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Studies were identified by searching Medline, EMBASE/Excerpta Medica, PyscLIT, the Cochrane Controlled Trials Register, reference lists of retrieved articles, and conference proceedings; and by contacting pharmaceutical companies and authors.
Studies were selected if they were unconfounded, double blind, randomised controlled trials that compared selegiline with placebo in patients with Alzheimer's disease. Studies had to have been reported before the end of 1998; patients had to meet NINCDS-ADRDA or DSM criteria for Alzheimer's disease; and any secondary treatments (eg, physostigmine and lecithin) had to be given to both the selegiline and placebo groups.
Individual patient data were requested. When these data were not provided, summary data were extracted from the published reports for patient characteristics, treatment completion, and outcomes.
14 studies (1073 patients) met the selection criteria, and individual patient data were available for 8 studies (821 patients). 5 studies used a crossover design. Study duration ranged from 3 weeks to 2 years, and the selegiline dose was 10 mg/day. Patients' mean age ranged from 65–83 years. Selegiline was better than placebo for cognition at 4–6 weeks and 8–17 weeks (table), but the groups did not differ at 21–30 weeks or 76–69 weeks. Selegiline led to a benefit for activities of daily living at 4–6 weeks, but the benefit disappeared at later assessments (table). The groups did not differ for emotional state or global assessment.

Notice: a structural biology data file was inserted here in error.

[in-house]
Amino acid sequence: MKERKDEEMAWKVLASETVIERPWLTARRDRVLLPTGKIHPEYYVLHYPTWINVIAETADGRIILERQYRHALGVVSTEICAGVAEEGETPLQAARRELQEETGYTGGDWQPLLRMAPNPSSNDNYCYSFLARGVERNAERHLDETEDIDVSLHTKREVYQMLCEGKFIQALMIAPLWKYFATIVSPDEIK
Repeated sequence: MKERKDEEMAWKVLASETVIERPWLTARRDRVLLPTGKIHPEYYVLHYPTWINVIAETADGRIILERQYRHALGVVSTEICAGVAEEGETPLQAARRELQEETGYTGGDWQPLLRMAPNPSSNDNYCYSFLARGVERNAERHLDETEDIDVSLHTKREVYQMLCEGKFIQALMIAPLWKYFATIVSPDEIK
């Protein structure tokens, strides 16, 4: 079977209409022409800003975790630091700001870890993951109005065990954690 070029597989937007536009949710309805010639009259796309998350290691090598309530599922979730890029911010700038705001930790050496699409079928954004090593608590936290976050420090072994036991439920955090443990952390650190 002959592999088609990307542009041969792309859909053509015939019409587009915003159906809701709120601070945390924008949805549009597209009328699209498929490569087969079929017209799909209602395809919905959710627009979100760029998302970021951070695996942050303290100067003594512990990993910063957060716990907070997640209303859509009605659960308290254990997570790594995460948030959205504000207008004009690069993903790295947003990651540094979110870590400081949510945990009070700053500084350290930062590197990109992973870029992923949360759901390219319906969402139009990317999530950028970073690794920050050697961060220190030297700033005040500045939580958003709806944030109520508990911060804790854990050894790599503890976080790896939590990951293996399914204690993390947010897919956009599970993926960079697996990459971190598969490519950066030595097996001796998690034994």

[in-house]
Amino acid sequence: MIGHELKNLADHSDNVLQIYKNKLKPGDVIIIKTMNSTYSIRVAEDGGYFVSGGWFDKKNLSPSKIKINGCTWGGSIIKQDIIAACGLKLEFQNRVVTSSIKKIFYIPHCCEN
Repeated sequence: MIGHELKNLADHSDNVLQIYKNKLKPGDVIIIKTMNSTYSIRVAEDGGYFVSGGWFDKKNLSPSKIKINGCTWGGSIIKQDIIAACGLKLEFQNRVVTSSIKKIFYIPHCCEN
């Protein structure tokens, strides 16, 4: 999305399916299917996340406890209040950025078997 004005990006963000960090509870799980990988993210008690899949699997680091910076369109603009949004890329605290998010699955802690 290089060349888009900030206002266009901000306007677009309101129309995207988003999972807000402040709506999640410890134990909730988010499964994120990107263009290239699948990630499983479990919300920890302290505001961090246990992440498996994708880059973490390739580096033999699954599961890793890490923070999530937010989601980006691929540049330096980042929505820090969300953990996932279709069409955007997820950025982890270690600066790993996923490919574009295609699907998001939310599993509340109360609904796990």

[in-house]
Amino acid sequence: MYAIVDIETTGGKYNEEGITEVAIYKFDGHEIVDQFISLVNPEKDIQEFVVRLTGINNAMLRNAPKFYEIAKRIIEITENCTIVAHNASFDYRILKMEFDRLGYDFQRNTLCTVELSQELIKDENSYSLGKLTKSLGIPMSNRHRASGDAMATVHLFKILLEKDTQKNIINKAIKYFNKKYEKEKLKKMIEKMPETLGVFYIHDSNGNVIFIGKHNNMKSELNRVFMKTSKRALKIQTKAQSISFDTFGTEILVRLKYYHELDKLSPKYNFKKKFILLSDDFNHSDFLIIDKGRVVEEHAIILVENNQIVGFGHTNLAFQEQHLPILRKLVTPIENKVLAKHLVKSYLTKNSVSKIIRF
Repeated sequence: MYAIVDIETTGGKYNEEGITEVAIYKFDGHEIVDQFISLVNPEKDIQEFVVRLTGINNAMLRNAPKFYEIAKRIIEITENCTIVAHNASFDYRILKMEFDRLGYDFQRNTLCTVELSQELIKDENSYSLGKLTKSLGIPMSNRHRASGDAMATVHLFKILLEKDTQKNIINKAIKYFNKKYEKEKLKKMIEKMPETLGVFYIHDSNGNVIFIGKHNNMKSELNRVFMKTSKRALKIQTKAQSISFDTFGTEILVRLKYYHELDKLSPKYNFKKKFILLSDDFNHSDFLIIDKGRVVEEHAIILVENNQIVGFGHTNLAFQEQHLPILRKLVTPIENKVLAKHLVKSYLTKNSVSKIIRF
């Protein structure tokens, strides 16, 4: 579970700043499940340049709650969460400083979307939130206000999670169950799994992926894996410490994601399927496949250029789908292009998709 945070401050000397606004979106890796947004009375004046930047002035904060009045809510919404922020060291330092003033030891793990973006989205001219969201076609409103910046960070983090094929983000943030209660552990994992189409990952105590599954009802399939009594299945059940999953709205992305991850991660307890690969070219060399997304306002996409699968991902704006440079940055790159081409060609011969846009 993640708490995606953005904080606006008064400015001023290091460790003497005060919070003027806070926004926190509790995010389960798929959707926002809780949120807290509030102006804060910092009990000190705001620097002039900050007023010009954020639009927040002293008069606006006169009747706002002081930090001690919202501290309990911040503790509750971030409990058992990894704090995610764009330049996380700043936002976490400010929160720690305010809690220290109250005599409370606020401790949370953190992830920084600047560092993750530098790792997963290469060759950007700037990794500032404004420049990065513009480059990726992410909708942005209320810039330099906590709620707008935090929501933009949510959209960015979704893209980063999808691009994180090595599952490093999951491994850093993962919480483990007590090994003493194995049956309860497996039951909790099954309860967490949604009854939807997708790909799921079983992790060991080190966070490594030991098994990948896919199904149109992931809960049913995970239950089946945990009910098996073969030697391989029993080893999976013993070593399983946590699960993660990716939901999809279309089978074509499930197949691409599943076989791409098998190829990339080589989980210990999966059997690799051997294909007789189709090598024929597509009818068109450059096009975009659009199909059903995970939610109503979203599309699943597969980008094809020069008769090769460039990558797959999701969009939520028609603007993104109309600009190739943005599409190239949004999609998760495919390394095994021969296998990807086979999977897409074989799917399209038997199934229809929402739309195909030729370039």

In patients with Alzheimer's disease, selegiline leads to a small short term improvement in cognition and activities of daily living. Selegiline does not improve emotional state or global response.
Wilcock et al did an exemplary job using the tools of meta-analysis to combine data from studies that used varying inclusion criteria and outcome measures. This article and the closely related review in the Cochrane Library1 provide strong evidence that, at best, the effect of selegiline in Alzheimer's disease is of little clinical significance. Not only were the magnitudes of the improvements in cognition and activities of daily living seen with selegiline treatment small and of no clinical significance, they were both largely dependent on a single study that was inconsistent with the results of the other included trials. Although few adverse events attributable to selegiline occurred, the lack of clinically significant efficacy offers little hope that further studies are warranted.
This article illustrates the value of using meta-analysis to allow relatively confident conclusions to be drawn from studies that are individually small and that use varying outcome measures. Selegiline treatment was based on sound theoretical grounds, and it is disappointing that it turned out to have little utility.
Source of funding: Medical Research Council, UK.
For correspondence: Dr G K Wilcock, University of Bristol, Bristol, UK.
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